Adoption and Kafala

Adoption is the formal, permanent transfer of parental rights to a family other than a child’s own and the formal assumption by that family of all parenting duties for the child. Where a child’s parents are living and their parental rights have not been terminated, they must provide informed consent for adoption. In some countries it is not culturally acceptable to give the parental rights to a non-family member, and therefore alternative long-term care options must be pursued e.g. kinship care. In some Islamic countries, the term ‘Kafala’ in Islamic law is used to describe a situation similar to adoption, but without the severing of family ties, the transference of inheritance rights, or the change of the child’s family name.   

 

Displaying 1 - 10 of 569

Shelley A. Steenrod - Adoption Quarterly,

Through interviews with adoptive parents, this study explores what and how adoption-related exploitation occurred in Ethiopia.

Association for Alternative Family Care of Children, in collaboration with the National Council for Children Services and Department of Children’s Services,

This booklet emphasizes the importance of family based care for the care of orphaned and vulnerable children (OVC) in Kenya, provides answers to regularly asked questions, and lists current government efforts to support OVC, including the policy and legal frameworks and existing forms of family and community-based care.

Mons Bissenbakker & Lene Myong - Ethnic and Racial Studies,

Based on analysis of legal documents on family reunification and educational material concerning transnational adoption in Denmark, this article suggests that the concept of attachment may be conceptualized as a specific operationalization of belonging, and that belonging and biopower may be viewed as intertwined (rather than opposites).

Wanru Xiong - Journal of Human Trafficking,

This article presents evidence of son preference in the child trafficking market for illegal adoption in China, where son preference is explicitly revealed by choice and quantified by the price premium of a boy.

K. Lee Raby, Kristin Bernard, M. Kathleen Gordon and Mary Dozier - Development and Psychopathology,

The current study used a randomized controlled trial to assess whether Attachment and Biobehavioral Catch-Up (ABC) improved the diurnal functioning of the hypothalamic–pituitary–adrenal (HPA) axis among 85 children who had been adopted internationally when they were between the ages of 4 and 33 months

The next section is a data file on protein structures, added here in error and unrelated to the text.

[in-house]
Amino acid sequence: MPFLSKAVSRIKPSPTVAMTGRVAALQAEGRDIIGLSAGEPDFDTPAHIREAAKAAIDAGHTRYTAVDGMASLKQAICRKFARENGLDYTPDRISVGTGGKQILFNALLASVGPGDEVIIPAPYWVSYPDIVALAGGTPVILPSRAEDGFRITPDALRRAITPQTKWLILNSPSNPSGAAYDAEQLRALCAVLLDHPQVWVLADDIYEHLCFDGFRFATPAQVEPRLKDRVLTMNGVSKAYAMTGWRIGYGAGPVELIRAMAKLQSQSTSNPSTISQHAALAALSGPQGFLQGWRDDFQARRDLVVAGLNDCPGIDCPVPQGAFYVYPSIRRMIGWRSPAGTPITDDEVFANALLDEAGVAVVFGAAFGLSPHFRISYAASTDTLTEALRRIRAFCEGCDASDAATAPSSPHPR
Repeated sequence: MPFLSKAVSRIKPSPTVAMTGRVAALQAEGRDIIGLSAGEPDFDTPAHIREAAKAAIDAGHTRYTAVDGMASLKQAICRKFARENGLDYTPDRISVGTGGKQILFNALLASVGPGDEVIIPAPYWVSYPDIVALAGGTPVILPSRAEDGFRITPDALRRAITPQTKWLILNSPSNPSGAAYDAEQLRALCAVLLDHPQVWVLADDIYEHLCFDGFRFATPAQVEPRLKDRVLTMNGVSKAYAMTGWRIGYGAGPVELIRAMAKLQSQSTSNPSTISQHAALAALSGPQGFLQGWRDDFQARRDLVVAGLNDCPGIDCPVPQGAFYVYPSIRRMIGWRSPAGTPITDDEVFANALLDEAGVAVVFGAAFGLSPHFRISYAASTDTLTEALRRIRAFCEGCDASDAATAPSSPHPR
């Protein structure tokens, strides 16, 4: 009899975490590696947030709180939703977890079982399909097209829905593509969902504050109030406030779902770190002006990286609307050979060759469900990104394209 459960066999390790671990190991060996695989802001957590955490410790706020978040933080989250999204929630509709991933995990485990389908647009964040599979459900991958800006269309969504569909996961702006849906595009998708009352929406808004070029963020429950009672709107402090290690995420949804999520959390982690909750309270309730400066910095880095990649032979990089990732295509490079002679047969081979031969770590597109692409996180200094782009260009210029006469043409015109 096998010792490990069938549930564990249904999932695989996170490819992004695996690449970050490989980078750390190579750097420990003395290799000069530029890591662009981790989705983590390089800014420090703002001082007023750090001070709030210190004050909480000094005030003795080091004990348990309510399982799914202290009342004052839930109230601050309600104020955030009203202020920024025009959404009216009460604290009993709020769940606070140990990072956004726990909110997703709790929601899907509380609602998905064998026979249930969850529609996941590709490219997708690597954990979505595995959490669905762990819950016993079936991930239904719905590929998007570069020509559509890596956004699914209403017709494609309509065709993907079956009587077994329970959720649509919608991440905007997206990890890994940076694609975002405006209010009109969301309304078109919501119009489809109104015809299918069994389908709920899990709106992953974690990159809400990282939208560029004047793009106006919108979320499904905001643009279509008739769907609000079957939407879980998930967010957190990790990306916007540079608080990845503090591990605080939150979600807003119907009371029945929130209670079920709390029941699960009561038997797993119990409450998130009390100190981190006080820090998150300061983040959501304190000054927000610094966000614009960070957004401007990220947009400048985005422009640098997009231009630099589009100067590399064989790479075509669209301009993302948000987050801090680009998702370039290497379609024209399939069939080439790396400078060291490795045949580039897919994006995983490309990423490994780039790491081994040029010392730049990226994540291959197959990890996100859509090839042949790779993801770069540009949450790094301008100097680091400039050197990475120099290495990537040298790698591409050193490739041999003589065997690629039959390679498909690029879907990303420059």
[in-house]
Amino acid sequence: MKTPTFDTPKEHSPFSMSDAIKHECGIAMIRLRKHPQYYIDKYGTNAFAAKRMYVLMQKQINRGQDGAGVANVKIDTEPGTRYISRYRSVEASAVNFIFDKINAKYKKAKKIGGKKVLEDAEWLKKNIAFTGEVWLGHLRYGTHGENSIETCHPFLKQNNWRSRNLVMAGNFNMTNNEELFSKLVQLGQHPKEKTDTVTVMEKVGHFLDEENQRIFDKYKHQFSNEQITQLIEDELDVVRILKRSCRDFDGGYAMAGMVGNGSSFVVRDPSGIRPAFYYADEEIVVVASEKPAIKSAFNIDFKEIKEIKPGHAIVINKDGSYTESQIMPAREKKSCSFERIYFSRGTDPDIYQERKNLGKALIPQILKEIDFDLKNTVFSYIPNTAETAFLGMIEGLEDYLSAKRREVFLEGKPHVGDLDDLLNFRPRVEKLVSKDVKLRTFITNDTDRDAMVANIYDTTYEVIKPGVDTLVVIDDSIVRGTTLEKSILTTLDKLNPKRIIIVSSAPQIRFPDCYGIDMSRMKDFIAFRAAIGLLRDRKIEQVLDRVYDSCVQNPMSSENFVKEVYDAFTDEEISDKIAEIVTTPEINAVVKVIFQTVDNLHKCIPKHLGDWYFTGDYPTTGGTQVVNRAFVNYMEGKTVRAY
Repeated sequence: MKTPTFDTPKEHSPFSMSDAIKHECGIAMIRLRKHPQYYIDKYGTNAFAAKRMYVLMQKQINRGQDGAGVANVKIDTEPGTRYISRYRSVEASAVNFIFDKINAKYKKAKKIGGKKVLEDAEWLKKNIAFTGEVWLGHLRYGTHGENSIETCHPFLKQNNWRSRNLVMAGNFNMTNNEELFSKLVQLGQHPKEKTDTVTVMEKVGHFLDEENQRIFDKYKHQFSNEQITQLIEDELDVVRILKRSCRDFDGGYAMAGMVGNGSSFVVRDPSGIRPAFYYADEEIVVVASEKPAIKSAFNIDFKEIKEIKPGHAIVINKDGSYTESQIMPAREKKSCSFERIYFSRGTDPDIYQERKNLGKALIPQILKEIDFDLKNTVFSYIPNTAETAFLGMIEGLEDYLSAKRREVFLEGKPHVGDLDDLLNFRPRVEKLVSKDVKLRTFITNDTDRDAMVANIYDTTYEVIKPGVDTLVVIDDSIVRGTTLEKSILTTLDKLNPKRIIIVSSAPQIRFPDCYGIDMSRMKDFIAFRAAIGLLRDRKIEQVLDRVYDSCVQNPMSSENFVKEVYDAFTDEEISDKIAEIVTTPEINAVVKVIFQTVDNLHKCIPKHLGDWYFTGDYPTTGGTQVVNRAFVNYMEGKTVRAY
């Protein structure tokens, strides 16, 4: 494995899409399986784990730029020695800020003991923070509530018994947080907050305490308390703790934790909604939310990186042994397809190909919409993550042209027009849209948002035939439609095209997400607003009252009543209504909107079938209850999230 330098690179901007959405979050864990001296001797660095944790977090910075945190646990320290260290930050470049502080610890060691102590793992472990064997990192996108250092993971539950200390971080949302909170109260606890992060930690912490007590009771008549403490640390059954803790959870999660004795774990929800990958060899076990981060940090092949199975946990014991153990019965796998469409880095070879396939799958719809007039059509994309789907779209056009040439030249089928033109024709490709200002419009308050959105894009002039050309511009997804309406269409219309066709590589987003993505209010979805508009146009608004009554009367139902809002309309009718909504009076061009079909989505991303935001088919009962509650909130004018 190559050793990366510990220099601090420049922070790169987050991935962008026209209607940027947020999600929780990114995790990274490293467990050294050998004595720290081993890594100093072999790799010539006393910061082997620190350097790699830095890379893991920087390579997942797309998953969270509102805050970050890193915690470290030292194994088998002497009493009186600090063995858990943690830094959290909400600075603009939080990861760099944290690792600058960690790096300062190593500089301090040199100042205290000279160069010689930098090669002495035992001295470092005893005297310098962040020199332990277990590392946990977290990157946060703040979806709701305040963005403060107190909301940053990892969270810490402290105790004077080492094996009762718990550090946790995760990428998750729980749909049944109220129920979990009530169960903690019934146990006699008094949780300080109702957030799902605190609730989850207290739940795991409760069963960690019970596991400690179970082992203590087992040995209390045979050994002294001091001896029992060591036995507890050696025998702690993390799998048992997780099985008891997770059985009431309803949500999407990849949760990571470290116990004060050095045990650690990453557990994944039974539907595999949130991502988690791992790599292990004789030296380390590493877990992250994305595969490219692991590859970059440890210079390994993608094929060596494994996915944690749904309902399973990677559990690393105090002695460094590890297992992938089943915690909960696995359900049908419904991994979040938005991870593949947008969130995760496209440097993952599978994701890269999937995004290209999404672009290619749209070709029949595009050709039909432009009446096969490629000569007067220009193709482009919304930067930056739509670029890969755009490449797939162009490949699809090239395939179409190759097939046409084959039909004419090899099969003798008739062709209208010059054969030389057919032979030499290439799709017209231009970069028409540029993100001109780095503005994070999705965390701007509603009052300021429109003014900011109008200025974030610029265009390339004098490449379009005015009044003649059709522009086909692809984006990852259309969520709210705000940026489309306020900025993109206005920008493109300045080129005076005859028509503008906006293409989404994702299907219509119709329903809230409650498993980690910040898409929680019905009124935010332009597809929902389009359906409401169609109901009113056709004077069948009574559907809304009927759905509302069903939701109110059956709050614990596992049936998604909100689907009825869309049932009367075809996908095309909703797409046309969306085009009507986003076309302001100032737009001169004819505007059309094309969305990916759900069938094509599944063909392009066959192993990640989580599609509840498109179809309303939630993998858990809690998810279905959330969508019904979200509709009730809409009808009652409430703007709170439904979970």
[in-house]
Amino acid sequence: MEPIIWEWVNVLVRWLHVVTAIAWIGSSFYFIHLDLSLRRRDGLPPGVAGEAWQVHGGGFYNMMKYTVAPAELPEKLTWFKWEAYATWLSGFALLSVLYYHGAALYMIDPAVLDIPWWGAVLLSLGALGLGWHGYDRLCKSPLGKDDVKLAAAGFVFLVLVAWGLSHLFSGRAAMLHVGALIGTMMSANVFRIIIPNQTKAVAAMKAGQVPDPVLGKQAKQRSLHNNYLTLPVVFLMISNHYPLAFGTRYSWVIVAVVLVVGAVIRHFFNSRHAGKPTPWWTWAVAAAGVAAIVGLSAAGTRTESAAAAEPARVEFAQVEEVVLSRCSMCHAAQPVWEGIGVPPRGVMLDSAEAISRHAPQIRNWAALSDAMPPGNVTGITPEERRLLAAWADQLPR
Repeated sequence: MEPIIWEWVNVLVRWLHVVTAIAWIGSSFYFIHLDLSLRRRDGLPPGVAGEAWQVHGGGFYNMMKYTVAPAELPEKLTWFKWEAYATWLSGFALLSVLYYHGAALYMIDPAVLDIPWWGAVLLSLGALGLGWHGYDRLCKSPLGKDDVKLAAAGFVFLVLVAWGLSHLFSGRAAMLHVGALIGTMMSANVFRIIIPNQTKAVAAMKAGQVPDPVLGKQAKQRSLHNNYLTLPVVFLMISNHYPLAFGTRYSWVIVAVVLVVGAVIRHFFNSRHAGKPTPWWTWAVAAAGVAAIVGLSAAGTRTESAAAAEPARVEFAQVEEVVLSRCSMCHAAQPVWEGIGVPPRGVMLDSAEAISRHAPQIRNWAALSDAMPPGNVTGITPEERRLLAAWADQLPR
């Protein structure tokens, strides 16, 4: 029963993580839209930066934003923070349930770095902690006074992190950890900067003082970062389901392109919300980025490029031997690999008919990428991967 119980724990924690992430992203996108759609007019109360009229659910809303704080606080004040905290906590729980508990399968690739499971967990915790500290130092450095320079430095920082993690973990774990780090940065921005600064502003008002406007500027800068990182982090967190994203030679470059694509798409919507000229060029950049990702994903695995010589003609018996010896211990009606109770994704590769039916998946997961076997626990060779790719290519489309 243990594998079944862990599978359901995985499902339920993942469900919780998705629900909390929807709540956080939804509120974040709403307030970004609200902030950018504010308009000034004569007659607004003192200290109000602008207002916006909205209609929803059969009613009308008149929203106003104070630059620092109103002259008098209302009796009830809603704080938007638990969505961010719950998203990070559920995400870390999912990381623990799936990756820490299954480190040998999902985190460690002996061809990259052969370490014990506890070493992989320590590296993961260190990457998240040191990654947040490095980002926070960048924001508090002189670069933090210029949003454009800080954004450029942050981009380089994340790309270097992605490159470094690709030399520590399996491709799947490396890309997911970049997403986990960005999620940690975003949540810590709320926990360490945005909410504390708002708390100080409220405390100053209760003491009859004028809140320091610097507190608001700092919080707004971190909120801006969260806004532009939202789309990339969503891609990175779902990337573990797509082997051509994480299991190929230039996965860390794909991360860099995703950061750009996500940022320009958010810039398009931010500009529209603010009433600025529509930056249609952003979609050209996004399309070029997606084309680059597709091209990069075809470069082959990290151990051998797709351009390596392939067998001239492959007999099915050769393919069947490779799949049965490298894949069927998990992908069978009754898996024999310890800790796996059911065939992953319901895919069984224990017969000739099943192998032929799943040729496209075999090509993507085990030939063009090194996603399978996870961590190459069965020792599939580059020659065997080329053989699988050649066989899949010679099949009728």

Sebastien Monette, Chantal Cyr, Miguel M. Terradas, Sophie Couture, Helen Minnis, Stine Lehmann - Assessment,

This study sought to validate the Early TRAuma-related Disorders Questionnaire (ETRADQ), a caregiver report which was developed to assess attachment disorders in school-age children based on the Diagnostic and Statistical Manual of Mental Disorders–Fifth edition criteria.

Montserrat Fargas-Malet and Dominic McSherry - Journal of Family Issues,

In this article, the authors describe young people’s emotional responses to birth family, and highlight implications for theory, research, and practice.

Alanna Feltner, Angelique Day, Lori Vanderwill, Emma Fontaine, Sue Cohick - Children and Youth Services Review,

The Critical On-going Resource Family Education (CORE) Teen is a comprehensive foster parent training program designed to provide resource parents with the knowledge and skills to support teens in their care. This study examined results from trainings conducted across four states and one tribal nation in the U.S.

Saul Hillman, Jill Hodges, Miriam Steele, Antonella Cirasola, Kay Asquith, Jeanne Kaniuk - Adoption & Fostering,

This study assesses the internal representations of three groups of children, as measured by the Story Stem Assessment Profile (SSAP). These were: (1) a maltreated, late-adopted (MLA); (2) a non-maltreated, early-adopted (EA) sample; and (3) a non-maltreated community sample (COMM).

Ashley L. Landers, Sharon M. Danes, Avery R. Campbell, Sandy White Hawk - Child Abuse & Neglect,

This study examined the recurrent maltreatment of American Indian children in foster and adoptive homes, specifically the physical, emotional, sexual, and spiritual abuse subtypes, as well as poly-victimization of American Indian children in comparison to their White peers.